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Wednesday, 17 June 2009
Page: 6472

Mr McCLELLAND (Attorney-General) (6:35 PM) —Access to justice is an important issue and a priority for the government. In the last two years, as a result of one-off funding, we have been able to put additional money—I think in the order of $47 million—into the system for community legal centres and legal aid commissions. I would be the first to say I would like to do better than that. I would also be the first to say that I would like to be able to do that on a more sustainable basis. We are looking at options with the state governments as to what we can do to enhance that. The reality is that all the research suggests that resources put in to assist people early in the piece can significantly reduce the costs subsequently incurred not only by the individuals but by the community. Part of that funding goes into a number of things—in particular, domestic violence and the areas covered by domestic violence but also areas where people are likely to suffer prejudice from the financial crisis. Hence, financial counselling has been regarded as very important.

In the area of bankruptcy, the reality in these times is that there has been an increase in the number of bankruptcies. We have increased funding by $14.3 million over two years to the Insolvency and Trustee Service Australia not only to enforce and administer bankrupt estates but also to provide assistance and advice. Generally, ITSA provides significant services. It is also obviously the case—from media reports and from the fact that we have just issued a discussion paper on potential reforms in the area of bankruptcy—that they inevitably will have some controversy, depending on the particular interest in the community represented. Essentially, the thrust of the reforms is intended to encourage people to obtain advice early if they appear to be insolvent and, where appropriate, at an early stage to enter into debtor agreements. The evidence suggests that creditors of those persons who have entered into debtor agreements in those circumstances recover in the order of 72c in the dollar. From bankruptcy they recover in the order of 6.2 per cent. I think those are the figures. If we can achieve that outcome at the same time as impose obligations on people to be frank—and, indeed, to consider penalties if people are not genuine in the information they produce—we may achieve some balance in the system. Clearly, there is some work to be done, but it is an important debate to be had.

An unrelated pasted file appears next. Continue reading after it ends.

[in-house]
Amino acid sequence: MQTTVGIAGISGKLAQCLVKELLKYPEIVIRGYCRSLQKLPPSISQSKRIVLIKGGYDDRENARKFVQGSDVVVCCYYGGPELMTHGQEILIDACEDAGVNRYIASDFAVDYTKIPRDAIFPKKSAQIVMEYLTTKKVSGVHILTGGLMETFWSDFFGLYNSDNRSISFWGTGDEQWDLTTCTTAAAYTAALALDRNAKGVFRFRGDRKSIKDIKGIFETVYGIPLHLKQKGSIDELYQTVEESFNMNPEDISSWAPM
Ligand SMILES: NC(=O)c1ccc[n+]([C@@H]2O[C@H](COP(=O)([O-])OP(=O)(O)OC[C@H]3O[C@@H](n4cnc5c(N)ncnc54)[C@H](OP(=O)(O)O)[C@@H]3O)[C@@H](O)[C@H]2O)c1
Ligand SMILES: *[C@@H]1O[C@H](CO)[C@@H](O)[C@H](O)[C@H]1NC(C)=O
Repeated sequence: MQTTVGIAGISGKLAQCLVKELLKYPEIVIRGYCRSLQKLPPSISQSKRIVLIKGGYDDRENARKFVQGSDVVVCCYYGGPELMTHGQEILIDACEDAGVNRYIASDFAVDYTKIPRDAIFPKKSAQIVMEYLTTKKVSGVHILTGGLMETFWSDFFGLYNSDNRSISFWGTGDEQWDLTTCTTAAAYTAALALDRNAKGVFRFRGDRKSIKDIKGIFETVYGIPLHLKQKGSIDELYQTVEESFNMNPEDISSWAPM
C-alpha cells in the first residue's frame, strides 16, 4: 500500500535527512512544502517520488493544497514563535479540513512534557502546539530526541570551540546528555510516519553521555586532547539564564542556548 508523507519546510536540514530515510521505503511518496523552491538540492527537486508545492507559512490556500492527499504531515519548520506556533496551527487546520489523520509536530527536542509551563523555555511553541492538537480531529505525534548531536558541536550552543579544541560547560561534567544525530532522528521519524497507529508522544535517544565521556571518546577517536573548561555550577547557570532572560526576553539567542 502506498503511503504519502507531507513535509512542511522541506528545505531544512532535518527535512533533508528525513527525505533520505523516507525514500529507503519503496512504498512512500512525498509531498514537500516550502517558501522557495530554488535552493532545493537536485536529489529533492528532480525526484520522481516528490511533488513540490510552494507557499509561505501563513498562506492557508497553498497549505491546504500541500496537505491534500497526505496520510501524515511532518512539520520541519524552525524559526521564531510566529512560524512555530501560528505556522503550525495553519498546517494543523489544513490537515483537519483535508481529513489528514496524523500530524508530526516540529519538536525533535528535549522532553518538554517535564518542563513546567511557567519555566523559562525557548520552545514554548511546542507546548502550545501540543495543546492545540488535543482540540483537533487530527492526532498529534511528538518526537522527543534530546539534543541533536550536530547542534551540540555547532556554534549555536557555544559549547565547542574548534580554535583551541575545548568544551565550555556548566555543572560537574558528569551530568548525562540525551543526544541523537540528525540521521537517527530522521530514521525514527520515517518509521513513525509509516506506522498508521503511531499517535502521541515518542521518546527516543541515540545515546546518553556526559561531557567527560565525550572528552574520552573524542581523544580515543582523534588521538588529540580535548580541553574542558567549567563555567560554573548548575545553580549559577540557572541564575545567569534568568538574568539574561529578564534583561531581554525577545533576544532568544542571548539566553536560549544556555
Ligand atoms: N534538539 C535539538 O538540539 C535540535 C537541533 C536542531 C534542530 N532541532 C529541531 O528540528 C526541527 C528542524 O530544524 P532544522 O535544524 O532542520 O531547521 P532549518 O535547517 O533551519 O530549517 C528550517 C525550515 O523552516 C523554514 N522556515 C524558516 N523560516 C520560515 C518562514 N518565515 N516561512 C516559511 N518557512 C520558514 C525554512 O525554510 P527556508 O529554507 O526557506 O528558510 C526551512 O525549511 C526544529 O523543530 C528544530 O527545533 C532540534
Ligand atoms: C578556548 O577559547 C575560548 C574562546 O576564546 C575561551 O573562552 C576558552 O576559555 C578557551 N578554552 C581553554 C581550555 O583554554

I will go to the issue of the family law restructure. Again, the government proposes to act on the recommendations of Des Semple, who was an expert retained to advise the government on what was becoming quite a dysfunctional situation in the operation of the Family Court and the Federal Magistrates Court in particular. There were media reports—and, indeed, there was some substance to some of the reports—of quite trivial issues of disputation. The thrust of the government’s measures is obviously to save resources but to put resources back into the system—for instance, to use the savings to fund additional counsellors—and also to ensure a more effective allocation of resources between the two courts. For instance, there is disproportionate use of family counsellors in the Federal Court and less than adequate use of family counsellors at the doorstep of the court, which by and large tends to be the Federal Magistrates Court.

There are also inbuilt inefficiencies. Judges, because the matters are more complex, tend to set aside a number of days for hearings yet—as we all know—with lawyers they can resolve, making it easier for judges to use up those vacant days by facilitating a transfer of matters from magistrates to judges. We believe that will enhance the capacity of the courts—that is, the Family Court and the Federal Magistrates Court—to deal with their collective workload in the interests of litigants and taxpayers. We think it is a very effective initiative. In summary, Des Semple said, ‘To do nothing is no option.’ Something needs to be done and we believe the recommendations are sound.